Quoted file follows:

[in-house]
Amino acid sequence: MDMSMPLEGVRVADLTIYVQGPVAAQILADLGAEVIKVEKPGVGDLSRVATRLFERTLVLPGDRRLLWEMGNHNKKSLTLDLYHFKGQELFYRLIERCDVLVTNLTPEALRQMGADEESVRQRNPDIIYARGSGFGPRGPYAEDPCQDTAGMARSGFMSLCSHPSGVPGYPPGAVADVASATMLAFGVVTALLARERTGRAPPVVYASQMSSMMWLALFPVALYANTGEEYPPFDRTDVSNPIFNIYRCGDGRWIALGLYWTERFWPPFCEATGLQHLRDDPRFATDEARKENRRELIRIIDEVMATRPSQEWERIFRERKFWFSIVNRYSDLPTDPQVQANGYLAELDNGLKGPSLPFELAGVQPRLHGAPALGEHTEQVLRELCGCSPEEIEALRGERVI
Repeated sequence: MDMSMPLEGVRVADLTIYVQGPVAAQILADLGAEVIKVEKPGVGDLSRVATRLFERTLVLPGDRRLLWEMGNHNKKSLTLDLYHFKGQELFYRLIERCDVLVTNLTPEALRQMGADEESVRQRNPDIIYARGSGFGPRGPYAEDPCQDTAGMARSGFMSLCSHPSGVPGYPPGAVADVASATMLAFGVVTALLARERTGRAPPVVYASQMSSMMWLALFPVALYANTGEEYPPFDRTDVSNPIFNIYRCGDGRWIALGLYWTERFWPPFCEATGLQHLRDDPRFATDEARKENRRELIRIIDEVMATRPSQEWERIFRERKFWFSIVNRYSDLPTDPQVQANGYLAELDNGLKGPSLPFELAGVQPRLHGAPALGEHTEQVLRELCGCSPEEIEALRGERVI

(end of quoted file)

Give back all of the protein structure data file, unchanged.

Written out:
[in-house]
Amino acid sequence: MDMSMPLEGVRVADLTIYVQGPVAAQILADLGAEVIKVEKPGVGDLSRVATRLFERTLVLPGDRRLLWEMGNHNKKSLTLDLYHFKGQELFYRLIERCDVLVTNLTPEALRQMGADEESVRQRNPDIIYARGSGFGPRGPYAEDPCQDTAGMARSGFMSLCSHPSGVPGYPPGAVADVASATMLAFGVVTALLARERTGRAPPVVYASQMSSMMWLALFPVALYANTGEEYPPFDRTDVSNPIFNIYRCGDGRWIALGLYWTERFWPPFCEATGLQHLRDDPRFATDEARKENRRELIRIIDEVMATRPSQEWERIFRERKFWFSIVNRYSDLPTDPQVQANGYLAELDNGLKGPSLPFELAGVQPRLHGAPALGEHTEQVLRELCGCSPEEIEALRGERVI
Repeated sequence: MDMSMPLEGVRVADLTIYVQGPVAAQILADLGAEVIKVEKPGVGDLSRVATRLFERTLVLPGDRRLLWEMGNHNKKSLTLDLYHFKGQELFYRLIERCDVLVTNLTPEALRQMGADEESVRQRNPDIIYARGSGFGPRGPYAEDPCQDTAGMARSGFMSLCSHPSGVPGYPPGAVADVASATMLAFGVVTALLARERTGRAPPVVYASQMSSMMWLALFPVALYANTGEEYPPFDRTDVSNPIFNIYRCGDGRWIALGLYWTERFWPPFCEATGLQHLRDDPRFATDEARKENRRELIRIIDEVMATRPSQEWERIFRERKFWFSIVNRYSDLPTDPQVQANGYLAELDNGLKGPSLPFELAGVQPRLHGAPALGEHTEQVLRELCGCSPEEIEALRGERVI